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Solar Photoconversion: Proton Reduction Photocatalysis and Sensitized Triplet Fusion

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If you have a question about this talk, please contact Dr. Stavros Athanasopoulos.

For the solar-powered water splitting reaction to proceed efficiently, new classes of light-absorbing sensitizers and hydrogen evolution catalysts are required. We have developed numerous molecular compositions based exclusively on coordination compound sensitizers and catalysts capable of reducing protons to hydrogen in pure water and water-rich solvent mixtures using visible light. In addition to the design, synthesis, and characterization of various molecules that serve either as sensitizers or catalysts in these solar energy conversion schemes, we have developed new apparatus’ for parallel high-throughput screening of these photocatalytic compositions, monitoring pressure, GC, and MS in real-time throughout the time course of the photoreactions. This combinatorial approach to solar fuels photocatalysis has already led to significant understanding and optimization of numerous hydrogen-producing compositions, permitting us to focus on the best systems for detailed transient absorption and IR mechanistic studies. This presentation will highlight advances incorporating all first-row transition metal complexes, based on a recently developed class of Cu(I) sensitizers exhibiting unprecedented excited state lifetimes working in concert with Co(III) hydrogen evolution catalysts, as well as champion compositions functioning in pure water based on new classes of Ru(II) and Ir(III) sensitizers and Co(II) polypyridyl catalysts. Details related to the transient spectroscopy of these molecular photocatalytic systems will also be presented.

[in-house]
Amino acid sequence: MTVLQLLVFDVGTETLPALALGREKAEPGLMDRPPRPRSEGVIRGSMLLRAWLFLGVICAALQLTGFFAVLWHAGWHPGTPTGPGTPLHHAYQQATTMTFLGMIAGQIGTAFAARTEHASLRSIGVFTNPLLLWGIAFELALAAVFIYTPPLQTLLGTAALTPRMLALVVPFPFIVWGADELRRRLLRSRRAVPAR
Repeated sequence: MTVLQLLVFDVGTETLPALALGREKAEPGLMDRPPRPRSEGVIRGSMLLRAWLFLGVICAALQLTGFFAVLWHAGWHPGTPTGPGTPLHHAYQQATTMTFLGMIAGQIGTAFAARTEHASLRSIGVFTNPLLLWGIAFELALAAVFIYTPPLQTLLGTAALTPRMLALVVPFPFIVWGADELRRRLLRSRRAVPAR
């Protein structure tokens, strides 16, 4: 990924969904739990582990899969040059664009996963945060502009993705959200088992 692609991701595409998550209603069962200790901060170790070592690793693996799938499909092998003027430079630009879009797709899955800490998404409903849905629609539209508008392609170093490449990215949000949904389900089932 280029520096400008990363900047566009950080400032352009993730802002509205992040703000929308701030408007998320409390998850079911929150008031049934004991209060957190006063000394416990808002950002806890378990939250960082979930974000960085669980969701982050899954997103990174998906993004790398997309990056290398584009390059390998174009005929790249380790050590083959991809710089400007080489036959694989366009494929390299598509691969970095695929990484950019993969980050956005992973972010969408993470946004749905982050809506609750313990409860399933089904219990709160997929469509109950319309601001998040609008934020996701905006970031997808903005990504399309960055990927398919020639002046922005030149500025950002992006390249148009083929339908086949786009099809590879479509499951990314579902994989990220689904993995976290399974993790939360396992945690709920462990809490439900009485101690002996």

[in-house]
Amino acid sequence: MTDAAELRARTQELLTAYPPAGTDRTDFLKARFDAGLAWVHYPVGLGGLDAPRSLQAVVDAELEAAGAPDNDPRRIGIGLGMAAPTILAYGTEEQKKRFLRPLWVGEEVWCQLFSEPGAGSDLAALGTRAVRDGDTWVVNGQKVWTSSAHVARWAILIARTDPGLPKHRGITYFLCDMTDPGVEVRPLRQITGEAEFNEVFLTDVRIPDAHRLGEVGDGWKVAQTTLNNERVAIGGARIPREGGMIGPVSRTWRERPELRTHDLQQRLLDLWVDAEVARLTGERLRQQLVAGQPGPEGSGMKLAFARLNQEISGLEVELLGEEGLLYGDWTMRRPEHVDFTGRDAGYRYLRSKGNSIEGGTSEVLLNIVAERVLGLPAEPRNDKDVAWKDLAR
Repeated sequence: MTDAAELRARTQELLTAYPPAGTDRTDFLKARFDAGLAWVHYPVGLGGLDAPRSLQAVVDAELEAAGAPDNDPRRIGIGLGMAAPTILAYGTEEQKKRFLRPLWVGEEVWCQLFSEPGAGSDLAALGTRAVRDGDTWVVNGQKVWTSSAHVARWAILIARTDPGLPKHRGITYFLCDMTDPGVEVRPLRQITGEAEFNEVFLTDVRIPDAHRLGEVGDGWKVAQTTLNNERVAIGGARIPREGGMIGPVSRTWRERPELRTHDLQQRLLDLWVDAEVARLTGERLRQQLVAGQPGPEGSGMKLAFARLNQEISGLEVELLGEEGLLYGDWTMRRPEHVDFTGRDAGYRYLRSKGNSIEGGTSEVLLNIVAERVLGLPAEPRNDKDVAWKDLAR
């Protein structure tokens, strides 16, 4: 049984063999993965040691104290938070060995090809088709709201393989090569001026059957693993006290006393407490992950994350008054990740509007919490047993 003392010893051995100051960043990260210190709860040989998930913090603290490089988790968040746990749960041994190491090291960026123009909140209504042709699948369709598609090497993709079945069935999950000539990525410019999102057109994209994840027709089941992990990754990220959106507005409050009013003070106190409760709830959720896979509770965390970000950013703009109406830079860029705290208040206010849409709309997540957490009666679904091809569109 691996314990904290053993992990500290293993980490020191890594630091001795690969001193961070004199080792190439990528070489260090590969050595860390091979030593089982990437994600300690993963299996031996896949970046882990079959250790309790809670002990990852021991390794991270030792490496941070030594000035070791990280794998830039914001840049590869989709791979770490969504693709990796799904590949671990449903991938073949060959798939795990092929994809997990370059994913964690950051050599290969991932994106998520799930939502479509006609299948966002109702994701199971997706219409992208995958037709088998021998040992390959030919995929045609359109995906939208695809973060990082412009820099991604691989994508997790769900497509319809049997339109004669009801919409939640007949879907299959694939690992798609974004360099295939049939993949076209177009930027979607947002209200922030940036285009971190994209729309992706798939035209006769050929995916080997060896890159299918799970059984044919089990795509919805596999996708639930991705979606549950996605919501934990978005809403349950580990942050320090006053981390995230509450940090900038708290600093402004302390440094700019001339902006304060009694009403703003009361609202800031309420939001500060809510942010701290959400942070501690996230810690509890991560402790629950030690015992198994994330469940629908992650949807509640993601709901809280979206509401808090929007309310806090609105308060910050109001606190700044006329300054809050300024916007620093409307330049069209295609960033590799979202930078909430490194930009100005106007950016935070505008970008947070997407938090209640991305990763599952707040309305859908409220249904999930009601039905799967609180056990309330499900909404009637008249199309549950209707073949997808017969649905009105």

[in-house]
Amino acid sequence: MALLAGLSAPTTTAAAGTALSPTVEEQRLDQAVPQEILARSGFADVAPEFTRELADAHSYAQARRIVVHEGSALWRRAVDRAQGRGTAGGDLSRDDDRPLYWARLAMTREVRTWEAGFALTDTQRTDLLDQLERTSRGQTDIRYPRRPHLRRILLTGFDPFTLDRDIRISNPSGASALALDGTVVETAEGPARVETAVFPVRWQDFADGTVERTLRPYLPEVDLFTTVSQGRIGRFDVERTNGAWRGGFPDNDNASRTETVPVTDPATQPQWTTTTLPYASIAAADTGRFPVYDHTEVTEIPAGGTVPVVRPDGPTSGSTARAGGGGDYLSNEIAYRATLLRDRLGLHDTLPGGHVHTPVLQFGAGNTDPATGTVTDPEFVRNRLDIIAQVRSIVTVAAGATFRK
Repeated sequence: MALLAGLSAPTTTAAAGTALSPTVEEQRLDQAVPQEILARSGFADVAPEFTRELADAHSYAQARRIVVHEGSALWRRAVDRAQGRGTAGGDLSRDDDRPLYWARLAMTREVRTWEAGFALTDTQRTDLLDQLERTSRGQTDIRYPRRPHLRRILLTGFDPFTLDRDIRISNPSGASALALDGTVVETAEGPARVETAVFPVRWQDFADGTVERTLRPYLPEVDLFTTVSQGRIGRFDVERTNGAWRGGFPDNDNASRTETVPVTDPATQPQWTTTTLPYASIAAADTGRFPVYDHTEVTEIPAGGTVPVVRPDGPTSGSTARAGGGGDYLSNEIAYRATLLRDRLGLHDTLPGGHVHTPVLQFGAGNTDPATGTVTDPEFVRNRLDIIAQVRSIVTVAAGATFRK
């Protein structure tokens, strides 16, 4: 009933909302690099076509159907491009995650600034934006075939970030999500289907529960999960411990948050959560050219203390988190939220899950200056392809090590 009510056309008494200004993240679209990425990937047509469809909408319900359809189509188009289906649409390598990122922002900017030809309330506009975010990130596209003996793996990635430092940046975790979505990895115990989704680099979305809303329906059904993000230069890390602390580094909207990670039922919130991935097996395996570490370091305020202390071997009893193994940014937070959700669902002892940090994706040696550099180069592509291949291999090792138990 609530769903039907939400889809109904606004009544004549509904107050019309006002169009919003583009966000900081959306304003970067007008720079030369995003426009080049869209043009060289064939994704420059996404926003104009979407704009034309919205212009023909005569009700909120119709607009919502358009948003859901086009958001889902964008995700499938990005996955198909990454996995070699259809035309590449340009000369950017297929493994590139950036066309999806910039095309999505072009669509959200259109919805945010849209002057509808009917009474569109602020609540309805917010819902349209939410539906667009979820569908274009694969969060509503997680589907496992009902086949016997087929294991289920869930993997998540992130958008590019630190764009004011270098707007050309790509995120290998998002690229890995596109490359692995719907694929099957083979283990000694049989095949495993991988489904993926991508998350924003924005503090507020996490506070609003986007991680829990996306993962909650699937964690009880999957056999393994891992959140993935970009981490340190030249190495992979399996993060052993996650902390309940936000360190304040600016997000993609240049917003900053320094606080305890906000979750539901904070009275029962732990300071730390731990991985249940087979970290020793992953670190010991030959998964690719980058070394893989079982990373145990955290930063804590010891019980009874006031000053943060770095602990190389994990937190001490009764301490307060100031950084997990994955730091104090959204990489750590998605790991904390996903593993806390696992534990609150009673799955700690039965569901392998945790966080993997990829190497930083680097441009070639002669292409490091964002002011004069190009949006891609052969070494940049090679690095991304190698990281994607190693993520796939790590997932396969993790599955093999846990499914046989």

Another focus of our research program involves the study of sensitized triplet fusion (TF) in solution using highly photostable metal-organic chromophores in conjunction with energetically appropriate organic molecules with large singlet-triplet gaps. Selective excitation of the long-wavelength absorbing sensitizer efficiently generates long-lived triplet states that serve as energy transfer donors. In the presence of appropriate molecular acceptors, diffusion controlled triplet-triplet energy transfer takes place, producing the excited triplet state of the acceptor while regenerating the ground state of the sensitizer. When sufficient numbers of the sensitized triplets are produced, TTA takes place which results in either frequency upconverted light or the formation of desired chemical products. Various combinations of donor and acceptor have been explored and data will be presented on a number of these systems spanning light conversions ranging from the near-visible to the near-IR. This presentation will also describe many examples of upconversion phenomena realized in solid-state polymeric materials along with emerging classes of acceptor/annihilator chromophores. TF processes will be shown to operate at high efficiencies with concomitant linear incident power density response, demonstrated in both theory and experiment using non-coherent photons. Finally, upconversion-based photoaction observed in water splitting photoelectrochemical cells and operational photovoltaics will be discussed.

This talk is part of the Optoelectronics Group series.

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